What we commonly call a mediator is actually a facilitator. This is the key figure in the mediation process, since this person will be present at all stages of the mediation, will attend all meetings and will help the parties find a solution. He/she can be an individual of international standing. In this case a team of technical experts and professionals usually accompany the facilitator to help in the mediation task. The facilitator will only chair the meetings, but the support team will do the real work. The facilitator has the most visible role in the process. He/she will be the most visible public figure and, if the process is successful, will receive the most credit. It is this person who poses for the official photo. But as stated previously, his/her work would not be possible without the support and participation of all of the actors that are part of the mediation process.
Many peace processes go through periods of crisis because the right facilitator was not chosen or because some of the parties fall out with him/her. Crises also take place due to the failure of the facilitation model or because of technical aspects of the process. Finding the right person and procedures to follow are, therefore, important.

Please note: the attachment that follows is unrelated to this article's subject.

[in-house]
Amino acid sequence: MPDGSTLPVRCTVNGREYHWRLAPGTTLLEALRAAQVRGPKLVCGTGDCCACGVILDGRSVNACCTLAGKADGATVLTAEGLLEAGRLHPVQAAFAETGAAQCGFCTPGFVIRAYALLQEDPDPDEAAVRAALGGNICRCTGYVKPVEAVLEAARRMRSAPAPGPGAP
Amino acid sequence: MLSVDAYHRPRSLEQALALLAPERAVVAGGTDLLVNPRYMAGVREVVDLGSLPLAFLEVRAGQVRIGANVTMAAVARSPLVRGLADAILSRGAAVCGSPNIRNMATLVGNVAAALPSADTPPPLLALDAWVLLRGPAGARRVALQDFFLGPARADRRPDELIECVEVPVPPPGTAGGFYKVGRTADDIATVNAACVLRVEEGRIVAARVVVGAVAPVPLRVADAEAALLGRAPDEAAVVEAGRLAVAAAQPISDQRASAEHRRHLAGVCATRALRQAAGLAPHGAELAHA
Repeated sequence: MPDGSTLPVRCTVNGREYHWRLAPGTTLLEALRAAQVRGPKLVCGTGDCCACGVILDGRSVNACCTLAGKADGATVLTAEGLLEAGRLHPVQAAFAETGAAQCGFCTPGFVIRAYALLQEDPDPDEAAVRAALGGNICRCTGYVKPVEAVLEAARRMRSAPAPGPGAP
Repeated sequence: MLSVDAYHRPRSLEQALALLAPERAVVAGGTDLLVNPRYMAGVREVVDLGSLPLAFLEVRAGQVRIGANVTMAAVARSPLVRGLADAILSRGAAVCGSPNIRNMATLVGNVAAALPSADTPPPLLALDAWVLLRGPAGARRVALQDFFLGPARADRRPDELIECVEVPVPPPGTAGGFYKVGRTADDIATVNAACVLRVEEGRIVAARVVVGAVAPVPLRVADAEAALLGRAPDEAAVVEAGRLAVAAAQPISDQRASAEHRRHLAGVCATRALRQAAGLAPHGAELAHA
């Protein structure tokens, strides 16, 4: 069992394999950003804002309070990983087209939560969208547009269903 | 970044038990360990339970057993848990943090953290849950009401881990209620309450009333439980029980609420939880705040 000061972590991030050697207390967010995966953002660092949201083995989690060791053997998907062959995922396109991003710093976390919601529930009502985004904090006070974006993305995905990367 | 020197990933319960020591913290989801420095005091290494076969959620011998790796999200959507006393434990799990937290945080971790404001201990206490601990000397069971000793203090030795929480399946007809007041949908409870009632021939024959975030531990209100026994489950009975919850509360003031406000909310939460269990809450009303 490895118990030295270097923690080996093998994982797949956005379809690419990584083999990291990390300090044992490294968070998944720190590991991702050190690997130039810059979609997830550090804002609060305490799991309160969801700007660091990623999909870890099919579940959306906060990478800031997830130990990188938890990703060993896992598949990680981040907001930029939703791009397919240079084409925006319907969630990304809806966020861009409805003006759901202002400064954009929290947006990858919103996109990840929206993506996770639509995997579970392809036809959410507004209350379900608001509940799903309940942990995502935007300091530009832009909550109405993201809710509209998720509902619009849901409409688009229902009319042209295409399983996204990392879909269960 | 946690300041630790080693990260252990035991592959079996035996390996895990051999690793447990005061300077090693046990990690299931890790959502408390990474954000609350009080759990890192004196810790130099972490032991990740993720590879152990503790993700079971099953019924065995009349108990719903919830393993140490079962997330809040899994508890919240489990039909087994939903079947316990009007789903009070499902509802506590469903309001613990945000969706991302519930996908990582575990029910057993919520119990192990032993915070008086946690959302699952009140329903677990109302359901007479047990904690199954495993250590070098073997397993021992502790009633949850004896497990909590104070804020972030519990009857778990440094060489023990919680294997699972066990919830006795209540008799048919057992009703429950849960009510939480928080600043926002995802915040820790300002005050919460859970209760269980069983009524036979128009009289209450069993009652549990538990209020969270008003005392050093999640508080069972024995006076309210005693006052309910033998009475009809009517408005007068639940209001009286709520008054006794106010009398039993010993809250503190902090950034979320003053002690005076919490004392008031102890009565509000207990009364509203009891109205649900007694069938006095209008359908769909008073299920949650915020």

A facilitator must satisfy a series of conditions: he/she must have an understanding of the problem; must be willing to persevere; and must be neutral, impartial, patient, empathetic and imaginative. The facilitator must be able to keep the participants seated at the table, even in the most difficult moments, and must be able to suggest proposals that can break an impasse. He/she never imposes solutions, but merely helps the parties find them. It is a question of seeing the glass half full, i.e. that progress has been made despite the difficulties, and the parties must be made to see this. When necessary, pauses in the negotiations must be suggested so that the two sides can refresh their ideas or use the time to avoid a dead end. It is important for the facilitator to have a precise knowledge of the conflict he/she is mediating. Mohamed Sahnoun, an Algerian diplomat who in the early 1990s accepted the post of special envoy of the UN secretarygeneral for Somalia, brought together the world’s top experts on Somalia to teach him about the culture, economy and politics of Somali society. He was thus able to design an action plan based on the unique characteristics of the Somali people and their culture.
Many negotiation processes are interrupted or a crisis breaks out because of disagreements between the parties during the process. This happens frequently, and in the worst cases the negotiations can be broken off. Sometimes a topic is interpreted differently by the parties, which gives rise to misunderstandings. To resolve this problem an objective external observer should be present at the talks. The observer acts as a witness of the process and can clarify for the parties the meaning of the points they do not agree on. In 2002, for example, the government of Indonesia and the Gerakan Aceh Merdeka guerrillas reached an impasse because of different interpretations of the ceasefire agreement they had signed.
(To be continued)